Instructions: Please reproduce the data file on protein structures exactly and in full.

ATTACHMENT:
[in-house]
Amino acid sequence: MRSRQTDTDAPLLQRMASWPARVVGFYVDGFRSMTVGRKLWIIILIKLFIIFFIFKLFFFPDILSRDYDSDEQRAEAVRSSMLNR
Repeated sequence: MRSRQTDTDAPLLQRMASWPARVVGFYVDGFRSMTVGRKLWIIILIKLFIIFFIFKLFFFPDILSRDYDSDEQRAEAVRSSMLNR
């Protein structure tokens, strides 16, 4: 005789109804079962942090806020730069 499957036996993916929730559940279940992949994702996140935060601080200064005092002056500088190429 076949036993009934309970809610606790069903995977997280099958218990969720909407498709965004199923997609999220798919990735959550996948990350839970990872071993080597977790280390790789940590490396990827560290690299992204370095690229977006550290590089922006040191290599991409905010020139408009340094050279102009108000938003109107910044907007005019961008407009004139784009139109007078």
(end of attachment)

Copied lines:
[in-house]
Amino acid sequence: MRSRQTDTDAPLLQRMASWPARVVGFYVDGFRSMTVGRKLWIIILIKLFIIFFIFKLFFFPDILSRDYDSDEQRAEAVRSSMLNR
Repeated sequence: MRSRQTDTDAPLLQRMASWPARVVGFYVDGFRSMTVGRKLWIIILIKLFIIFFIFKLFFFPDILSRDYDSDEQRAEAVRSSMLNR
């Protein structure tokens, strides 16, 4: 005789109804079962942090806020730069 499957036996993916929730559940279940992949994702996140935060601080200064005092002056500088190429 076949036993009934309970809610606790069903995977997280099958218990969720909407498709965004199923997609999220798919990735959550996948990350839970990872071993080597977790280390790789940590490396990827560290690299992204370095690229977006550290590089922006040191290599991409905010020139408009340094050279102009108000938003109107910044907007005019961008407009004139784009139109007078």